Open main menu

The 69th Indianapolis 500 was held at the Indianapolis Motor Speedway in Speedway, Indiana on Sunday, May 26, 1985. The race was sanctioned by USAC, and was included as part of the 1985 CART PPG Indy Car World Series. The Speedway also celebrated 40 years of ownership by the Hulman/George family.

69th Indianapolis 500
Indy500winningcar1985.JPG
Indianapolis Motor Speedway
Indianapolis 500
Sanctioning bodyUSAC
Season1985 CART season
1984-85 Gold Crown
DateMay 26, 1985
WinnerDanny Sullivan
Winning teamPenske Racing
Average speed152.982 mph (246.201 km/h)
Pole positionPancho Carter
Pole speed212.583 mph (342.119 km/h)
Fastest qualifierCarter
Rookie of the YearArie Luyendyk
Most laps ledMario Andretti (107)
Pre-race ceremonies
National anthemRobert McFarlin
"Back Home Again in Indiana"The Voices of Liberty
Starting CommandMary F. Hulman
Pace carOldsmobile Cutlass Calais
Pace car driverJames Garner
StarterDuane Sweeney[1]
Estimated attendance400,000[2]
TV in the United States
NetworkABC
AnnouncersJim McKay, Sam Posey
Nielsen Ratings9.7 / 18
Chronology
Previous Next
1984 1986

In one of the most dramatic moments in Indy 500 history, Danny Sullivan took the lead from Mario Andretti on lap 120. But as he was completing the pass, Sullivan's car stepped out, and he lost control. He spun directly in front of Andretti in turn one, doing a complete 360°. Andretti veered to the inside and slipped by unscathed, while Sullivan's car somehow avoided contact with the concrete wall. Sullivan remarkably gathered control without stalling the engine, and continued in the race. About twenty laps later, Sullivan managed to re-pass Andretti for the lead, this time cleanly. Sullivan led the final 61 laps, and scored his first and only Indy victory. It was the fifth Indy win for car owner Roger Penske (Penske Racing), tying the record at the time held by Lou Moore.

Due to the electrifying spin by Sullivan, and the subsequent recovery, the race became known in auto racing lore as the "Spin and Win".[3] It is largely considered one of the most famous moments in all of Indy car racing history.

The 1985 Indy 500 was the breakout race for the "stock block" Buick V-6 engine. Pancho Carter and Scott Brayton swept the top two spots on the starting grid with the pushrod Buick, setting new track record speeds in time trials. However, both cars still had questionable reliability for the full 500 miles, and both dropped out early with mechanical problems on race day.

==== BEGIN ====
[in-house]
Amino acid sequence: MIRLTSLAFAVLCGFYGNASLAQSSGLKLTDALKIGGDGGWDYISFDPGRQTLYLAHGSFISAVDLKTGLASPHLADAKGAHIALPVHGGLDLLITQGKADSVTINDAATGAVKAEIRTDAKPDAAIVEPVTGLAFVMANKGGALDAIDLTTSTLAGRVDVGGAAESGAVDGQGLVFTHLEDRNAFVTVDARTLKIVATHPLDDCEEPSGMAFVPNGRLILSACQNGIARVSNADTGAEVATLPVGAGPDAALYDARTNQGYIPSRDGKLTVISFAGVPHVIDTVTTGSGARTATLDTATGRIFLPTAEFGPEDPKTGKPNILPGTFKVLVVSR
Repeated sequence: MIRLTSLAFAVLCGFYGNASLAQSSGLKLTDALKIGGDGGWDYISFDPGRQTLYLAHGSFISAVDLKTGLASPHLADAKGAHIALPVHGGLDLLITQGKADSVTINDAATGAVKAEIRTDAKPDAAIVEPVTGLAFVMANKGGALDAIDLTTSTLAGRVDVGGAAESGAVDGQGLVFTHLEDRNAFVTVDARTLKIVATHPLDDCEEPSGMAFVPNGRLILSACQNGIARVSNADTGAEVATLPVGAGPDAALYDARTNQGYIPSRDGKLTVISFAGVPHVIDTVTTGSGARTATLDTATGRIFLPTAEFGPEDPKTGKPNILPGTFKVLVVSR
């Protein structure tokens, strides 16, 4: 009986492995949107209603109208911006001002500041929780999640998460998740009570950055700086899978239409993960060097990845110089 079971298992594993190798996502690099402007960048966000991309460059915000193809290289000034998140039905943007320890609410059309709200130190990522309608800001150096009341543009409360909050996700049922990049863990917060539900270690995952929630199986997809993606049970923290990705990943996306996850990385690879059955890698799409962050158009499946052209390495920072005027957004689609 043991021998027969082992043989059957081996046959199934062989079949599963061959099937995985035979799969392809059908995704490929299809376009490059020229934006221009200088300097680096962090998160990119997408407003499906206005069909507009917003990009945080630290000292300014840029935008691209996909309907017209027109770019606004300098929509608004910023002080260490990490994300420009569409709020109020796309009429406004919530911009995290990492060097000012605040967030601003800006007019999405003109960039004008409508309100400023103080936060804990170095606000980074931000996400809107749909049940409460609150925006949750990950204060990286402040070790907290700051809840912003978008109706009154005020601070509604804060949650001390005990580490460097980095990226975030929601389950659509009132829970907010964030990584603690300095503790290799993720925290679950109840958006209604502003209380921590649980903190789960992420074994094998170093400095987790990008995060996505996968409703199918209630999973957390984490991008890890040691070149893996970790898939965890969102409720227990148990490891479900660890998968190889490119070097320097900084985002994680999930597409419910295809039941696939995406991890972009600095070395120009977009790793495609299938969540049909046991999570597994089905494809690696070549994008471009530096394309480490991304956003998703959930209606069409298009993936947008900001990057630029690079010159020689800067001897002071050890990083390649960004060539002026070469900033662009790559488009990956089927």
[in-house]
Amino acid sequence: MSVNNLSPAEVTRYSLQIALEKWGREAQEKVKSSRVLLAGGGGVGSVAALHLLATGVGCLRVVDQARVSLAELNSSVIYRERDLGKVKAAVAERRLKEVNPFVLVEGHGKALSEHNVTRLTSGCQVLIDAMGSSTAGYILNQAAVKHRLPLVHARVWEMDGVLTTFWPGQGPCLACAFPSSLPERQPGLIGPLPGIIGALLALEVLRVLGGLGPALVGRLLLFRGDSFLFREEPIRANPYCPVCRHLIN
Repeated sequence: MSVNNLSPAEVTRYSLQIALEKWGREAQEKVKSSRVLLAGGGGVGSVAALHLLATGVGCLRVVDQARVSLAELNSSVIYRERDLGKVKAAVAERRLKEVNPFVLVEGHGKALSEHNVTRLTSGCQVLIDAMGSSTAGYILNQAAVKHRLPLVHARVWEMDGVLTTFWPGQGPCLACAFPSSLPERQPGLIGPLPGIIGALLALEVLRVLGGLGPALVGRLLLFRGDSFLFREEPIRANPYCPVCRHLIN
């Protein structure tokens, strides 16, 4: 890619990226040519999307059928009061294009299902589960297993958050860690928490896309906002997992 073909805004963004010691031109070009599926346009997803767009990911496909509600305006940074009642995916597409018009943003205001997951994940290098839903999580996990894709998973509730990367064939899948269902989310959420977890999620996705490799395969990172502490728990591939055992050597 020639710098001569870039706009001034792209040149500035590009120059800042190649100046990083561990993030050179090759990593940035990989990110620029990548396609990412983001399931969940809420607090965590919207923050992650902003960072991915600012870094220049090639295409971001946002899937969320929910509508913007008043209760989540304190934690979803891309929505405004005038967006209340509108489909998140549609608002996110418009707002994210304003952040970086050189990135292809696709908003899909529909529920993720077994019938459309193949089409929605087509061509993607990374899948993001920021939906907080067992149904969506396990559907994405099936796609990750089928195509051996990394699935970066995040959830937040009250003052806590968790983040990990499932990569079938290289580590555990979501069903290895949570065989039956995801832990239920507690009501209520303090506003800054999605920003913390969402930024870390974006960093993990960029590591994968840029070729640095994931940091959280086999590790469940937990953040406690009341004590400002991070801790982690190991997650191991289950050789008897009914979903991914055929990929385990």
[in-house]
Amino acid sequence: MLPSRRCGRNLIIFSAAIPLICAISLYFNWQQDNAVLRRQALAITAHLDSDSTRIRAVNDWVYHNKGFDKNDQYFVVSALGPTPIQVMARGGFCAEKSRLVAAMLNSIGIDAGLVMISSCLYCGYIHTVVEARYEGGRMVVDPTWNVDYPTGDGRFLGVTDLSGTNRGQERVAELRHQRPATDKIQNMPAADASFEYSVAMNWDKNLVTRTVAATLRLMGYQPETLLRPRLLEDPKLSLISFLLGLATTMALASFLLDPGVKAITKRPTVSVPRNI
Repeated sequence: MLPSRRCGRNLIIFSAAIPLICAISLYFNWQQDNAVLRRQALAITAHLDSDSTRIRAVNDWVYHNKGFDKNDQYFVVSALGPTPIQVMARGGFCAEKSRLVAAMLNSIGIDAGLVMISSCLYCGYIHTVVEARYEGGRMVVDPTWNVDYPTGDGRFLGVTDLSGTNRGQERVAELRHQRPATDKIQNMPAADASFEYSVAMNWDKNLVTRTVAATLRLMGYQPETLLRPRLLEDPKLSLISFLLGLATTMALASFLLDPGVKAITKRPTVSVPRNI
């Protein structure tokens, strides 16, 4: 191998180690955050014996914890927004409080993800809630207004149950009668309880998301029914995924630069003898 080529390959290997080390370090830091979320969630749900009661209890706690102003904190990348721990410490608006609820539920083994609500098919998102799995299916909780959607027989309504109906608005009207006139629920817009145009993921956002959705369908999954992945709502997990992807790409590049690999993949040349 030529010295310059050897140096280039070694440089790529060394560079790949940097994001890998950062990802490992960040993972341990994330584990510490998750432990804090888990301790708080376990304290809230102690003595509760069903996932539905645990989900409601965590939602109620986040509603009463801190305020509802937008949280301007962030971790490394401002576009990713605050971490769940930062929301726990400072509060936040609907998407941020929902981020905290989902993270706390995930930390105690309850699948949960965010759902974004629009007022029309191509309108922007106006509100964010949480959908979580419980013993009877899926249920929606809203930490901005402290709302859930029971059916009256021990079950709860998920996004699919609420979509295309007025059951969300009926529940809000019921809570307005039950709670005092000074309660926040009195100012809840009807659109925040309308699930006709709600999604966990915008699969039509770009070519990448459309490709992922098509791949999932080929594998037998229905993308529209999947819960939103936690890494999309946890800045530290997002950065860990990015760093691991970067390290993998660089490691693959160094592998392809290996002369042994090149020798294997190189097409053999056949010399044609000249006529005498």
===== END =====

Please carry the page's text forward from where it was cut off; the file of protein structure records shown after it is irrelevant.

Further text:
BackgroundEdit

Defending champion Rick Mears suffered serious leg injuries in a crash at Sanair Super Speedway in August 1984. He missed the rest of the 1984 season, and would participate only in limited events in 1985. The 1985 Indy 500 was his first race back after recovery.

Danny Sullivan joined Penske Racing for 1985, and Al Unser, Sr., who was filling in for Mears during the rest of the season, took the wheel of the third Penske entry for Indy.

Willy T. Ribbs entered the Rookie Orientation Program in April, hoping to become the first African American driver to qualify for the Indy 500.[4] However, after 20 laps of testing, he managed only 172 mph, and withdrew, citing his inexperience.[5] He would return in 1991

This would be the final Indy 500 broadcast on television in tape-delay. Later in the summer, ABC-TV signed a deal to broadcast the Indy 500 live for the first time starting in 1986. It would also be Jim McKay's final Indy 500 as play-by-play anchor.

A. J. Foyt announced during the month he was planning to retire after the 1987 race,[6] which would be his 30th start. The decision was later retracted. Foyt entered the month of May 1985 with the opportunity to pass the 10,000 mile mark in competition at Indy, and the race would mark his record 300th career Indy car start.

At the conclusion of the race, the Speedway planned to tear down the legendary Gasoline Alley garage area, in preparations for construction of a new, modern garage facility. This would be the final Indy 500 field to utilize the famous landmark green and white "barn-like" garages.

Race scheduleEdit

Race schedule — April/May 1985
Sun Mon Tue Wed Thu Fri Sat
21
 
22
 
23
 
34
 
25
 
26
ROP
27
ROP
28
ROP
29
 
30
 
1
 
2
 
3
 
4
Practice
5
Practice
6
Practice
7
Practice
8
Practice
9
Practice
10
Practice
11
Pole Day
12
Time Trials
13
Practice
14
Practice
15
Practice
16
Practice
17
Practice
18
Time Trials
19
Bump Day
20
 
21
 
22
 
23